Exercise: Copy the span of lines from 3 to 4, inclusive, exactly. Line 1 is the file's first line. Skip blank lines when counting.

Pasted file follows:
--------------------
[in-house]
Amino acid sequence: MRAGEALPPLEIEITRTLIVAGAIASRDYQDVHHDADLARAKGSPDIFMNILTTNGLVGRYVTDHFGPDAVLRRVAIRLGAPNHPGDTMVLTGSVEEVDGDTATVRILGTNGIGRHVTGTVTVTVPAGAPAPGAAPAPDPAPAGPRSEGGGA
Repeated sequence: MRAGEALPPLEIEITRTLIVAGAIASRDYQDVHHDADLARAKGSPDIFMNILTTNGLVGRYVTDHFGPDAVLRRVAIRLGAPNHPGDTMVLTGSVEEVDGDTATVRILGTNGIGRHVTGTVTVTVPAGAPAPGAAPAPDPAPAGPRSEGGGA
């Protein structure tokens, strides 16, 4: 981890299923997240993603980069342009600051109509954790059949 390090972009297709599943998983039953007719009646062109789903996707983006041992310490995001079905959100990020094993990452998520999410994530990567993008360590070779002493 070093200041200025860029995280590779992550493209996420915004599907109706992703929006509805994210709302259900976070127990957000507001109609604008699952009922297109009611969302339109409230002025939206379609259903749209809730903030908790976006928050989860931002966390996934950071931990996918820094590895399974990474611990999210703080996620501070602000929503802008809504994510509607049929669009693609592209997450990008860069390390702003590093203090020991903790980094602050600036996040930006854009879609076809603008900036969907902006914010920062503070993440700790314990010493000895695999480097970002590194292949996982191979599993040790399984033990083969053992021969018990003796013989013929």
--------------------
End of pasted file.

Repeated sequence: MRAGEALPPLEIEITRTLIVAGAIASRDYQDVHHDADLARAKGSPDIFMNILTTNGLVGRYVTDHFGPDAVLRRVAIRLGAPNHPGDTMVLTGSVEEVDGDTATVRILGTNGIGRHVTGTVTVTVPAGAPAPGAAPAPDPAPAGPRSEGGGA
């Protein structure tokens, strides 16, 4: 981890299923997240993603980069342009600051109509954790059949 390090972009297709599943998983039953007719009646062109789903996707983006041992310490995001079905959100990020094993990452998520999410994530990567993008360590070779002493 070093200041200025860029995280590779992550493209996420915004599907109706992703929006509805994210709302259900976070127990957000507001109609604008699952009922297109009611969302339109409230002025939206379609259903749209809730903030908790976006928050989860931002966390996934950071931990996918820094590895399974990474611990999210703080996620501070602000929503802008809504994510509607049929669009693609592209997450990008860069390390702003590093203090020991903790980094602050600036996040930006854009879609076809603008900036969907902006914010920062503070993440700790314990010493000895695999480097970002590194292949996982191979599993040790399984033990083969053992021969018990003796013989013929």